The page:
Thursday, April 23, 2009

Cobb (1997) Measurable Learning from Hands-on Concordancing

I'm reading this paper as part of a meta-analysis of different approaches to teaching vocabulary. This paper describes a study making use of a software that provides the learner with many 'concordances'. Concordances are examples of words being used in context. You can see an example of concordance use in the image above. In this example from the PET200 system the learner is being asked to guess the appropriate word in the paragraph "had been done to make ? that the project", and they are getting help from a series of other sentences that take the same word in the blanked out space, e.g. "Make __ that your home is really ...", etc.

This was a particularly interesting study as the author designed the experiment so that the students using the software over 12 weeks got concordance support only on alternate weeks and got just definition support the remaining weeks. Comparing the results of weekly tests the author was able to show a specific benefit to supplying concordancing information. My only real concern about this study is that the precise nature of the weekly tests is not disclosed; they are described as spelling tests and novel text tasks. The danger with experiments of this kind is that the results will depend heavily on the type of test. So for example if the weekly tests were concordance based, e.g. look at these concordances and then spell the appropriate word, versus definition based tests, e.g. look at this definition and then spell the appropriate word, one can easily imagine that changing the test type would show an advantage of concordance based learning over definition based learning and vice versa. Would be good to contact the original author, but he does have some other publications we should check with first.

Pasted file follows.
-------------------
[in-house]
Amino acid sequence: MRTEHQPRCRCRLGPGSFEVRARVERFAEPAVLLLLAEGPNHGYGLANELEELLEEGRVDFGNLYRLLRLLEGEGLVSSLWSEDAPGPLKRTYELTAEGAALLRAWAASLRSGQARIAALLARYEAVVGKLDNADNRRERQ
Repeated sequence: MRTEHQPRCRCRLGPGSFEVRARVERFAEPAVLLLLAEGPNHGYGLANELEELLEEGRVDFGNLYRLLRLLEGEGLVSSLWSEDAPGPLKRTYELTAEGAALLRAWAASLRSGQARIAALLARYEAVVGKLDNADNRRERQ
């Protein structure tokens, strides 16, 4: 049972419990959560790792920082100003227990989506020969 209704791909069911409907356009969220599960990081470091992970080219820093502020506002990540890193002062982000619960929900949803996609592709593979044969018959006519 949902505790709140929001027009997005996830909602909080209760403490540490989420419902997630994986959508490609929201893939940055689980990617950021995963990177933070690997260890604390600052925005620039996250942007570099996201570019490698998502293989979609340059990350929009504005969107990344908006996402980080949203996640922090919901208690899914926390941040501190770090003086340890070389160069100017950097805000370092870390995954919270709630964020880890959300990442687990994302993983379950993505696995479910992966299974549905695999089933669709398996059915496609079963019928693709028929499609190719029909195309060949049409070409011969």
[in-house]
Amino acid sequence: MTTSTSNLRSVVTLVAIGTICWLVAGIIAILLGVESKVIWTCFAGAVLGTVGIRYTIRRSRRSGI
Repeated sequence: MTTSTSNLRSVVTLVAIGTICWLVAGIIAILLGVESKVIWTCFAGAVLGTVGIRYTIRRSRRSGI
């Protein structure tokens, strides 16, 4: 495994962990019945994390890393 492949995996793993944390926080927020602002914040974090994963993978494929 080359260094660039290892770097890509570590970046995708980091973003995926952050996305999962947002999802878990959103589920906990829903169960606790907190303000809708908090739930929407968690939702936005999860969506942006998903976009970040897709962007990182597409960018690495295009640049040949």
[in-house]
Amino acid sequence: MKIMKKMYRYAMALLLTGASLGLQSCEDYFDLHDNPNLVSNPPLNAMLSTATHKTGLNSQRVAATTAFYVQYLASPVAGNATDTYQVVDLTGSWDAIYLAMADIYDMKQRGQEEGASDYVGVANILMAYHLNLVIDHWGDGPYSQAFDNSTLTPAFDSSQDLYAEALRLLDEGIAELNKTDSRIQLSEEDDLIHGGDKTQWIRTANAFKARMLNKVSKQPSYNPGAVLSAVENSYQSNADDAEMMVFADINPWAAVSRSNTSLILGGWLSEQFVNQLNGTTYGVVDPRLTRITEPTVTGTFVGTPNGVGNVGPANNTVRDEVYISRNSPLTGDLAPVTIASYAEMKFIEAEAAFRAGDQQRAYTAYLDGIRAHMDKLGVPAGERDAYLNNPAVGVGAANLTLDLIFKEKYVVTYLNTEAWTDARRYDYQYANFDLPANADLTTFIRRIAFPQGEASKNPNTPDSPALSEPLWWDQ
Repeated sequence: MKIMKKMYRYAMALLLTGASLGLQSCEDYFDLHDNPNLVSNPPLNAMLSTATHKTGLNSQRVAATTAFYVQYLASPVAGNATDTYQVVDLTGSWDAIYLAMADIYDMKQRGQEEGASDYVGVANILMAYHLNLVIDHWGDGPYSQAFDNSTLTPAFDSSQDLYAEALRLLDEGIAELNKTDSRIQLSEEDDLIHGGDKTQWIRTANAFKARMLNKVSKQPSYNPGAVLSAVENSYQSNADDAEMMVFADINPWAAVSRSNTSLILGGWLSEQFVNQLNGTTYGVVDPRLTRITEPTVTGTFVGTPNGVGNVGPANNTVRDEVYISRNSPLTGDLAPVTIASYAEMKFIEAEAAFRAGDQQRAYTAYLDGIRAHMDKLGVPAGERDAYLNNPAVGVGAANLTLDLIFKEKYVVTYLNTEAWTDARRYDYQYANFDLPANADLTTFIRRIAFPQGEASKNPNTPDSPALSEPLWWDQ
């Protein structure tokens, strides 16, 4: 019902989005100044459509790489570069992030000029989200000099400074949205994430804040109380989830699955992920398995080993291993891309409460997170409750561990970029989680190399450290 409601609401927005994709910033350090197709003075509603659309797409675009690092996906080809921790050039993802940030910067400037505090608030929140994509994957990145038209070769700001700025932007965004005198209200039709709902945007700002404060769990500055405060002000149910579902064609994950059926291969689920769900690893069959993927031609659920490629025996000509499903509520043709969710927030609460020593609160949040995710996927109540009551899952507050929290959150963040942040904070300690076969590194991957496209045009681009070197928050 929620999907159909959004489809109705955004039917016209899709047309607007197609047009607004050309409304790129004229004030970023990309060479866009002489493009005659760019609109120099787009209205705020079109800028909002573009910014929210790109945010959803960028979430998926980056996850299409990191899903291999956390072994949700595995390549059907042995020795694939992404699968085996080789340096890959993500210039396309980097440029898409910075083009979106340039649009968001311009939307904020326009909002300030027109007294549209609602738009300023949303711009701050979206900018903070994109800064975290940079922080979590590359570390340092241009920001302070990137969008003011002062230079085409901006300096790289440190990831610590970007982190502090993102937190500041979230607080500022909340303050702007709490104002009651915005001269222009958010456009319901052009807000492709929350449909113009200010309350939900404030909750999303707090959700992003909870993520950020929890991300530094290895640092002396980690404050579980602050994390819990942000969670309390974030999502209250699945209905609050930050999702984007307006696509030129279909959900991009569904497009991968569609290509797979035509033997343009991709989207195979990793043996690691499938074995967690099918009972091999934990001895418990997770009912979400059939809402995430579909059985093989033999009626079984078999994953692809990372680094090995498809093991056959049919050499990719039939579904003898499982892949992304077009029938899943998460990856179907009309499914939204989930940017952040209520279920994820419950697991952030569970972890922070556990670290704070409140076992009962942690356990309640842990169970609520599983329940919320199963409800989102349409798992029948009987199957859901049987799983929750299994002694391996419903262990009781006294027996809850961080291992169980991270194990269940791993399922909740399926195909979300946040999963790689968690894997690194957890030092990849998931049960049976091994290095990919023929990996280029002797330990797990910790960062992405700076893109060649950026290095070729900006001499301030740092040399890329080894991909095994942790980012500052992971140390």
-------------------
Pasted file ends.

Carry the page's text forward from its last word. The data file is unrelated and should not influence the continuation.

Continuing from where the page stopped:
Original Paper
79 Citations according to Google Scholar

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